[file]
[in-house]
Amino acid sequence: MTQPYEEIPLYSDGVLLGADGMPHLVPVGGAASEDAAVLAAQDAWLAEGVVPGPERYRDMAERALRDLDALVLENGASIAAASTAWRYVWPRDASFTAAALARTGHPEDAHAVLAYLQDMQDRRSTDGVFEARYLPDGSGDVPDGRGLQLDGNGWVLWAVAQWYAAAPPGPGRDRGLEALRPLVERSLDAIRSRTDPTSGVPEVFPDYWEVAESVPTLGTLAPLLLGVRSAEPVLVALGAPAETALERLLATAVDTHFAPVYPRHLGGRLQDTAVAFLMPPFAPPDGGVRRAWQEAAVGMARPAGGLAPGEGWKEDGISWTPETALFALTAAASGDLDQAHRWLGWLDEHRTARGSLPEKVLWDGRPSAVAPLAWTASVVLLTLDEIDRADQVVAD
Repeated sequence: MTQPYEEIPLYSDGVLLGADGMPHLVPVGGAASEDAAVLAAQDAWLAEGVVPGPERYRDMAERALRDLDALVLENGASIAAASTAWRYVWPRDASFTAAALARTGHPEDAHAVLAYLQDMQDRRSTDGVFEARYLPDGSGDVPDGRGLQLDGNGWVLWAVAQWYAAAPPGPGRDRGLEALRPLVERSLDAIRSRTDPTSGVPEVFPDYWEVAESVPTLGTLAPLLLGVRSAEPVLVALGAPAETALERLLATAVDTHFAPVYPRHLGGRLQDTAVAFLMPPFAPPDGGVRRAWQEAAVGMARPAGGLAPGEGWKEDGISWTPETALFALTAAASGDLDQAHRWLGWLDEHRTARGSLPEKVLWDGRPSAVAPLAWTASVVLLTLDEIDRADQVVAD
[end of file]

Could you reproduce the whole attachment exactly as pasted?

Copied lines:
[in-house]
Amino acid sequence: MTQPYEEIPLYSDGVLLGADGMPHLVPVGGAASEDAAVLAAQDAWLAEGVVPGPERYRDMAERALRDLDALVLENGASIAAASTAWRYVWPRDASFTAAALARTGHPEDAHAVLAYLQDMQDRRSTDGVFEARYLPDGSGDVPDGRGLQLDGNGWVLWAVAQWYAAAPPGPGRDRGLEALRPLVERSLDAIRSRTDPTSGVPEVFPDYWEVAESVPTLGTLAPLLLGVRSAEPVLVALGAPAETALERLLATAVDTHFAPVYPRHLGGRLQDTAVAFLMPPFAPPDGGVRRAWQEAAVGMARPAGGLAPGEGWKEDGISWTPETALFALTAAASGDLDQAHRWLGWLDEHRTARGSLPEKVLWDGRPSAVAPLAWTASVVLLTLDEIDRADQVVAD
Repeated sequence: MTQPYEEIPLYSDGVLLGADGMPHLVPVGGAASEDAAVLAAQDAWLAEGVVPGPERYRDMAERALRDLDALVLENGASIAAASTAWRYVWPRDASFTAAALARTGHPEDAHAVLAYLQDMQDRRSTDGVFEARYLPDGSGDVPDGRGLQLDGNGWVLWAVAQWYAAAPPGPGRDRGLEALRPLVERSLDAIRSRTDPTSGVPEVFPDYWEVAESVPTLGTLAPLLLGVRSAEPVLVALGAPAETALERLLATAVDTHFAPVYPRHLGGRLQDTAVAFLMPPFAPPDGGVRRAWQEAAVGMARPAGGLAPGEGWKEDGISWTPETALFALTAAASGDLDQAHRWLGWLDEHRTARGSLPEKVLWDGRPSAVAPLAWTASVVLLTLDEIDRADQVVAD